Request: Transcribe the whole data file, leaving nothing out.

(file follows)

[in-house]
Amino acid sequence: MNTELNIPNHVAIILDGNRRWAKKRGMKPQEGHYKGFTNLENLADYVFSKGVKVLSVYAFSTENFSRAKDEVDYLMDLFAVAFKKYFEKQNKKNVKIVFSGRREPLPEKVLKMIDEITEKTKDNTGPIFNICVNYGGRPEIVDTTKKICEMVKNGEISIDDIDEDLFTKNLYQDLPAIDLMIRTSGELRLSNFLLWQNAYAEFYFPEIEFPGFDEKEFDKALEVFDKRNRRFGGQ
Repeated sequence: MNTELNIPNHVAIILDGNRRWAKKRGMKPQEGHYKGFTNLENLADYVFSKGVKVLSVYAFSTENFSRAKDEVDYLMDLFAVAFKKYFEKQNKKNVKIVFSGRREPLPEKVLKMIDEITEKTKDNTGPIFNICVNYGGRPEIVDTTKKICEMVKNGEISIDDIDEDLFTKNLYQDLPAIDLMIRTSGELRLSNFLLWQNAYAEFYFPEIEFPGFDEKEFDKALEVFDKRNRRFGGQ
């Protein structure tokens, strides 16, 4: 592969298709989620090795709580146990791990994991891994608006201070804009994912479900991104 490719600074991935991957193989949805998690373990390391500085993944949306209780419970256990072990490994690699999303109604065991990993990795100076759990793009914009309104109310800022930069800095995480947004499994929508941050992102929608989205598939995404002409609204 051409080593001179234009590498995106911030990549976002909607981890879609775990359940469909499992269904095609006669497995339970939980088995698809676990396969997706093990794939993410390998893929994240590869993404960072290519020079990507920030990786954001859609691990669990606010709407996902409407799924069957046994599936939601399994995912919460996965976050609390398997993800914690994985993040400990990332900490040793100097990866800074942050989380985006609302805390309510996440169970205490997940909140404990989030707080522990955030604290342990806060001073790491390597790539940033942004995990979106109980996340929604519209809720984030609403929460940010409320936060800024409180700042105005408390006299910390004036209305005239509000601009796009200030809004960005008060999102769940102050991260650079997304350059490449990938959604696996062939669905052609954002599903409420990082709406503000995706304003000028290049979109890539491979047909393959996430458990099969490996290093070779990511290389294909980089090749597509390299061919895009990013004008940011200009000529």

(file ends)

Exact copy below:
[in-house]
Amino acid sequence: MNTELNIPNHVAIILDGNRRWAKKRGMKPQEGHYKGFTNLENLADYVFSKGVKVLSVYAFSTENFSRAKDEVDYLMDLFAVAFKKYFEKQNKKNVKIVFSGRREPLPEKVLKMIDEITEKTKDNTGPIFNICVNYGGRPEIVDTTKKICEMVKNGEISIDDIDEDLFTKNLYQDLPAIDLMIRTSGELRLSNFLLWQNAYAEFYFPEIEFPGFDEKEFDKALEVFDKRNRRFGGQ
Repeated sequence: MNTELNIPNHVAIILDGNRRWAKKRGMKPQEGHYKGFTNLENLADYVFSKGVKVLSVYAFSTENFSRAKDEVDYLMDLFAVAFKKYFEKQNKKNVKIVFSGRREPLPEKVLKMIDEITEKTKDNTGPIFNICVNYGGRPEIVDTTKKICEMVKNGEISIDDIDEDLFTKNLYQDLPAIDLMIRTSGELRLSNFLLWQNAYAEFYFPEIEFPGFDEKEFDKALEVFDKRNRRFGGQ
């Protein structure tokens, strides 16, 4: 592969298709989620090795709580146990791990994991891994608006201070804009994912479900991104 490719600074991935991957193989949805998690373990390391500085993944949306209780419970256990072990490994690699999303109604065991990993990795100076759990793009914009309104109310800022930069800095995480947004499994929508941050992102929608989205598939995404002409609204 051409080593001179234009590498995106911030990549976002909607981890879609775990359940469909499992269904095609006669497995339970939980088995698809676990396969997706093990794939993410390998893929994240590869993404960072290519020079990507920030990786954001859609691990669990606010709407996902409407799924069957046994599936939601399994995912919460996965976050609390398997993800914690994985993040400990990332900490040793100097990866800074942050989380985006609302805390309510996440169970205490997940909140404990989030707080522990955030604290342990806060001073790491390597790539940033942004995990979106109980996340929604519209809720984030609403929460940010409320936060800024409180700042105005408390006299910390004036209305005239509000601009796009200030809004960005008060999102769940102050991260650079997304350059490449990938959604696996062939669905052609954002599903409420990082709406503000995706304003000028290049979109890539491979047909393959996430458990099969490996290093070779990511290389294909980089090749597509390299061919895009990013004008940011200009000529």